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Audio Files: The Return of Tone Controls

The ability to tweak frequency levels had practically disappeared from high-end audio equipment. So why is it coming back?

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Schiit Audio's Loki Mini+ features tone controls.
Schiit Audio’s Loki Mini+ features tone controls.

Back in the 1960s, tone controls were considered a must-have feature for audio gear. But in 1974, their reputation sank when famed audio entrepreneur Mark Levinson introduced his JC-2 preamp, which omitted the controls. The pitch was purity—audiophiles had noticed that some gear sounded better with tone controls switched off—and within a few years, the ability to tweak frequency levels had practically disappeared from high-end audio equipment.

In the last 10 years, though, tone controls have started to reappear. Perhaps their most high-profile re-emergence occurred when audio product designer Dan D’Agostino began including bass and treble controls in his ultra-pricey preamps, including the $40,000 Dan D’Agostino Master Audio Systems Momentum HD. Tone controls have also appeared on some less costly products, such as Parasound’s $1,595 Halo P6.

When I asked D’Agostino why he brought tone controls back, he replied simply, “I missed them,” and went on to explain that having some control over tone gives the listener the power to make old recordings or poorly mastered new recordings sound better.

Parasound's Halo P6
Parasound’s Halo P6

Four and More

The tone-control trend isn’t limited to costly gear. A few years ago, Schiit Audio introduced the Loki Mini, a simple $149 equalizer with four controls: bass, treble, and two different midrange frequencies. They’ve now launched an improved version, the Loki Mini+, for the same price. The Loki Mini+ is a line-level device that connects between a preamp and an amp, or perhaps between a source (such as a computer or DAC) and a set of powered speakers, or between a source and a headphone amp. A similar product, the $119 Bellari EQ570, has the same controls, tuned to somewhat different frequencies.

What distinguishes the Loki Mini+ from simple bass and treble controls—and from professional equalizers—is that it gives the user enough power to make fairly major changes, but not enough to mess up the sound. The bass and treble controls have a wide range of plus/minus 12 decibels, but the two midrange controls, at 400 Hz and 2 kHz, are limited to plus/minus 6 dB. Why? Because the human ear is more sensitive in the midrange, so large changes in this range can make recordings sound unnatural.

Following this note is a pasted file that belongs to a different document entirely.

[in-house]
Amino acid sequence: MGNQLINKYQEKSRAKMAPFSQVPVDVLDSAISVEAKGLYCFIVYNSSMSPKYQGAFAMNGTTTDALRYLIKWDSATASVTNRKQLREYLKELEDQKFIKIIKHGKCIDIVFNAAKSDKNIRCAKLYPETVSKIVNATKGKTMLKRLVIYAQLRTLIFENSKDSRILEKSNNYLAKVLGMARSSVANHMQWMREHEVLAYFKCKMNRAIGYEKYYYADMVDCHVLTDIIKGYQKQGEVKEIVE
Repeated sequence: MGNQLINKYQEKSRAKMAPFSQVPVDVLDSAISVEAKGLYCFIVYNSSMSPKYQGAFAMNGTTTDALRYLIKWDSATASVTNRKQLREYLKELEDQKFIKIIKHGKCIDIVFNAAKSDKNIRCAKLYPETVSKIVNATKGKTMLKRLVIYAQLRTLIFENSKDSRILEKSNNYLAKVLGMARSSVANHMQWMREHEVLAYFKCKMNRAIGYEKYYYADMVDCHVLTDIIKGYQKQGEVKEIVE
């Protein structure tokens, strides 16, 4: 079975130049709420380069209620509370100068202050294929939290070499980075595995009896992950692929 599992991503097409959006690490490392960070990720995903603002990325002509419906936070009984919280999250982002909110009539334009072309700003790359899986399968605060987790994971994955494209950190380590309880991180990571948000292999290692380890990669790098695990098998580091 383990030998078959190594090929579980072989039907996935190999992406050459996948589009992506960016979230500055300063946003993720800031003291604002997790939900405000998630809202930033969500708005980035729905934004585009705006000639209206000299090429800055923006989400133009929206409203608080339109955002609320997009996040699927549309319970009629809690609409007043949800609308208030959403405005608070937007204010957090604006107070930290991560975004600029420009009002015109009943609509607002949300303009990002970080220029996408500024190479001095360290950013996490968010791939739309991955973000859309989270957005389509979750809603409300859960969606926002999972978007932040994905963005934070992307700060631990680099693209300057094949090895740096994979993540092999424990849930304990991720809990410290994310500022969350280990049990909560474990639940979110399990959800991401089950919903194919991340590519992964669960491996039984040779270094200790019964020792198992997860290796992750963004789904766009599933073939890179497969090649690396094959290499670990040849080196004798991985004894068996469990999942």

When I tried connecting the Loki Mini+ between my preamp and amps, I quickly came to appreciate the control layout. I’m usually cautious when adjusting equalizers, because with most of them it’s too easy to turn okay sound into unlistenable sound. But I found that the Loki Mini+ rewards aggressive experimentation: Just flick each knob back and forth to see how it might benefit the sound, and then return it to its center detent position if it doesn’t improve things. The compact, five-inch width of the Mini+ made it easy to adjust all the knobs in a few seconds. And four controls seems like a just-right number; the EQ app in my smartphone gives me 10 different bands, which makes it impractical for adjusting on every tune.

The downside is that the Loki Mini+ must be operated by hand, which can be a pain if your stereo rack is across the room—and also less effective, because due to room acoustics, the system won’t sound the same at your equipment rack as it does in your listening chair.

Bellari EQ570
Bellari EQ570

A Test of Tone

For recordings made since about 1960, the Loki Mini+ seldom made much improvement, but part of that is personal—my philosophy is that if the recording is reasonably good, I want to hear what the artist and recording engineers intended, and I prefer not to impose my own taste on their work. But for albums made in the early days of recording, the Mini+ often improved the sound greatly.

For example, on the generally dull-sounding recordings of Charlie Christian, I usually found that setting the treble to about three o’clock livened up the music, and dialing the mids back to 10 o’clock made it less muddy. The uncharacteristically harsh recording of Coleman Hawkins on Body & Soul Revisited demanded more extreme action: turning the treble and the 2 kHz midrange knob down all the way, and kicking the 400 Hz knob up to about two o’clock to add warmth. The Loki Mini+ couldn’t save every recording—no settings I tried did much to help Emergency!, the notoriously lo-fi debut of Tony Williams’ Lifetime—but every recording I played from the swing and bebop eras benefited.

Any jazz fan who regularly listens to pre-Kind of Blue recordings should at least consider finding a way to get tone controls back into their systems. While changing DACs, amps, or cables will have at most a subtle effect on what you hear, adding tone control will be an improvement that’s easy to appreciate every time you soften a harsh-sounding sax or fatten up a thin-sounding bass.

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Brent Butterworth

Brent Butterworth has been a professional audio journalist since 1989, and has evaluated and measured thousands of audio products. He is currently a writer at Wirecutter and editor of the SoundStage Solo headphone site; served as an editor at such magazines as Sound & Vision and Home Theater; and worked as marketing director for Dolby Laboratories. He also plays double bass with several jazz groups in Los Angeles.